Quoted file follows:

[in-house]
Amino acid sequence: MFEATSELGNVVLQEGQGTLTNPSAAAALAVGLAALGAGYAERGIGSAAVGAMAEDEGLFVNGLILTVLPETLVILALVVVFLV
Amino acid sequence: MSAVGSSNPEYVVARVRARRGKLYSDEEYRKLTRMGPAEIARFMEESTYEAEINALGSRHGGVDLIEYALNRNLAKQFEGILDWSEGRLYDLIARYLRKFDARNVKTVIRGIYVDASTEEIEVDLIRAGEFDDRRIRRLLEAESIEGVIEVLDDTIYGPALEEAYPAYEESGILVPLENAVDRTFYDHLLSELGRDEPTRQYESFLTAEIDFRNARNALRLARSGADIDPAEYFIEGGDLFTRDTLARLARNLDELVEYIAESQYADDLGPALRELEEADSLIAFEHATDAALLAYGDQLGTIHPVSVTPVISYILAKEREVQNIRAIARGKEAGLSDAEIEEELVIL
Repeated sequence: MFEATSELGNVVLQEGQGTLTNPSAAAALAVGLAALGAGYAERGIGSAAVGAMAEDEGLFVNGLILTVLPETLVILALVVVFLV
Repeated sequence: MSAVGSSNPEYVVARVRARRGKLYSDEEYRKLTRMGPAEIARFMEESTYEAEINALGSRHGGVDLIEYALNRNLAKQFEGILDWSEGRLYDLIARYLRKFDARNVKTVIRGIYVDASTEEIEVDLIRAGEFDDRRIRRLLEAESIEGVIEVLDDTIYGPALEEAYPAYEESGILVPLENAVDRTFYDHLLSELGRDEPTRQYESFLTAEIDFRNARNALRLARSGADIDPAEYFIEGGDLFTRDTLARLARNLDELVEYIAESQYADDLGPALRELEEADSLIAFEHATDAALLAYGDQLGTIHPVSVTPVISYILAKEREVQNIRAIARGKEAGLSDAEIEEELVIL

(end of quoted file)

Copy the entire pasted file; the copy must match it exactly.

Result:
[in-house]
Amino acid sequence: MFEATSELGNVVLQEGQGTLTNPSAAAALAVGLAALGAGYAERGIGSAAVGAMAEDEGLFVNGLILTVLPETLVILALVVVFLV
Amino acid sequence: MSAVGSSNPEYVVARVRARRGKLYSDEEYRKLTRMGPAEIARFMEESTYEAEINALGSRHGGVDLIEYALNRNLAKQFEGILDWSEGRLYDLIARYLRKFDARNVKTVIRGIYVDASTEEIEVDLIRAGEFDDRRIRRLLEAESIEGVIEVLDDTIYGPALEEAYPAYEESGILVPLENAVDRTFYDHLLSELGRDEPTRQYESFLTAEIDFRNARNALRLARSGADIDPAEYFIEGGDLFTRDTLARLARNLDELVEYIAESQYADDLGPALRELEEADSLIAFEHATDAALLAYGDQLGTIHPVSVTPVISYILAKEREVQNIRAIARGKEAGLSDAEIEEELVIL
Repeated sequence: MFEATSELGNVVLQEGQGTLTNPSAAAALAVGLAALGAGYAERGIGSAAVGAMAEDEGLFVNGLILTVLPETLVILALVVVFLV
Repeated sequence: MSAVGSSNPEYVVARVRARRGKLYSDEEYRKLTRMGPAEIARFMEESTYEAEINALGSRHGGVDLIEYALNRNLAKQFEGILDWSEGRLYDLIARYLRKFDARNVKTVIRGIYVDASTEEIEVDLIRAGEFDDRRIRRLLEAESIEGVIEVLDDTIYGPALEEAYPAYEESGILVPLENAVDRTFYDHLLSELGRDEPTRQYESFLTAEIDFRNARNALRLARSGADIDPAEYFIEGGDLFTRDTLARLARNLDELVEYIAESQYADDLGPALRELEEADSLIAFEHATDAALLAYGDQLGTIHPVSVTPVISYILAKEREVQNIRAIARGKEAGLSDAEIEEELVIL